- After her brother passes away, Gifty becomes a bit disillusioned with her faith. But she never can quite shake it—not when she’s at Harvard and her classmates are making fun of religion or when she’s an adult working on her research. Do you think that Gifty found a balance between her love for science and that of her faith in the end?
- On Page 160 Gifty says, “Nana is the reason I began this work, but not in a wholesome, made-for-TED Talk kind of way. Instead, this science was a way for me to challenge myself, to do something truly hard, and in so doing to work through all of my misunderstandings about his addiction and all my shame.” Let’s talk about this. Why do you think she experienced so much shame? Do you think she understood her brother more through her research?
- What do you think about the complicated relationship between Gifty and her mother? Do you believe they eventually came to an understanding each other?
- What did you think about the ending?
Hope you enjoyed book club questions for Transcendent Kingdom! Here are some more recommendations along with links to book club questions.
If you haven’t read The Last Story of Mina Lee by Nancy Jooyoun Kim—highly recommend you add it to your list. It’s another story that will stick with you.
Margot Lee’s mother, Mina, isn’t returning her calls. It’s a mystery to twenty-six-year-old Margot, until she visits her childhood apartment in Koreatown, LA, and finds that her mother has suspiciously died. The discovery sends Margot digging through the past, unraveling the tenuous invisible strings that held together her single mother’s life as a Korean War orphan and an undocumented immigrant, only to realize how little she truly knew about her mother.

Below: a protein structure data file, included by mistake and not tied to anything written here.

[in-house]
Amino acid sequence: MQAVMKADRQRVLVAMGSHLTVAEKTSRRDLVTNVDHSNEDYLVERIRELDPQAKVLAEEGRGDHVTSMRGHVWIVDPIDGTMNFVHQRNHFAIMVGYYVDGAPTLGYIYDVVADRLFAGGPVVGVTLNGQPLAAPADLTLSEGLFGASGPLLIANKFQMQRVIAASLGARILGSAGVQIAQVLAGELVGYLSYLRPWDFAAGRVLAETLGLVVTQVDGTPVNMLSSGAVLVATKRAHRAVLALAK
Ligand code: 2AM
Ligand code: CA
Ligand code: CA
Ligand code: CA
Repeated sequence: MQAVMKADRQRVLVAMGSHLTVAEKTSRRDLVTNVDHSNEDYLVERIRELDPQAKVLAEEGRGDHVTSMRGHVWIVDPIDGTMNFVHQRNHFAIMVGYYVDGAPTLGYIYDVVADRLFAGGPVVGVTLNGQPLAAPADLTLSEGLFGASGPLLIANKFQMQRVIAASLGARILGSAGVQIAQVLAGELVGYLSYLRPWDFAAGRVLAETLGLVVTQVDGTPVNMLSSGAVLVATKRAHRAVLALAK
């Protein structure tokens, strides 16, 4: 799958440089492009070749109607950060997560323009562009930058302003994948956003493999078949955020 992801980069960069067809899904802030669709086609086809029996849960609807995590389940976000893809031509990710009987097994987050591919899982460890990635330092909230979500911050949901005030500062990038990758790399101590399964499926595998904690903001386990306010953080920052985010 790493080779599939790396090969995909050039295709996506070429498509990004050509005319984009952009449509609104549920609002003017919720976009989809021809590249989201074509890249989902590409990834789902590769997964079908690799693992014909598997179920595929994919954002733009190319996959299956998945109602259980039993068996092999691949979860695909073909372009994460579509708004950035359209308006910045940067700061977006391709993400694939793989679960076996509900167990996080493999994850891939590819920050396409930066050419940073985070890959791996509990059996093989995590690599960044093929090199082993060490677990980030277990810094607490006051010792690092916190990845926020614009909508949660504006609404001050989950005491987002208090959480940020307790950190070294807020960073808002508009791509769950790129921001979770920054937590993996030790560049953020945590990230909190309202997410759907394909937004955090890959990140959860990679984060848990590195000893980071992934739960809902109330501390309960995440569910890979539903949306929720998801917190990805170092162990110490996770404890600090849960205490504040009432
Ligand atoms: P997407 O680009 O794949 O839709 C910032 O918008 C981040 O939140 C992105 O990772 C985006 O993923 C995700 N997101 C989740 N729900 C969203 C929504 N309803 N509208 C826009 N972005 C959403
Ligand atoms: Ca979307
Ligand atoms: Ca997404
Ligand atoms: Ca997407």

Interwoven with Margot’s present-day search is Mina’s story of her first year in Los Angeles as she navigates the promises and perils of the American myth of reinvention. While she’s barely earning a living by stocking shelves at a Korean grocery store, the last thing Mina ever expects is to fall in love. But that love story sets in motion a series of events that have consequences for years to come, leading up to the truth of what happened the night of her death.
Told through the intimate lens of a mother and daughter who have struggled all their lives to understand each other, The Last Story of Mina Lee is a powerful and exquisitely woven debut novel that explores identity, family, secrets, and what it truly means to belong.
If you’ve been to this site before, you already know how much I love the story. And if you haven’t read it—order this book now! Best book of the year by far.
The Vignes twin sisters will always be identical. But after growing up together in a small, southern black community and running away at age sixteen, it’s not just the shape of their daily lives that is different as adults, it’s everything: their families, their communities, their racial identities. Many years later, one sister lives with her black daughter in the same southern town she once tried to escape. The other secretly passes for white, and her white husband knows nothing of her past. Still, even separated by so many miles and just as many lies, the fates of the twins remain intertwined. What will happen to the next generation, when their own daughters’ storylines intersect?
Weaving together multiple strands and generations of this family, from the Deep South to California, from the 1950s to the 1990s, Brit Bennett produces a story that is at once a riveting, emotional family story and a brilliant exploration of the American history of passing. Looking well beyond issues of race, The Vanishing Half considers the lasting influence of the past as it shapes a person’s decisions, desires, and expectations, and explores some of the multiple reasons and realms in which people sometimes feel pulled to live as something other than their origins.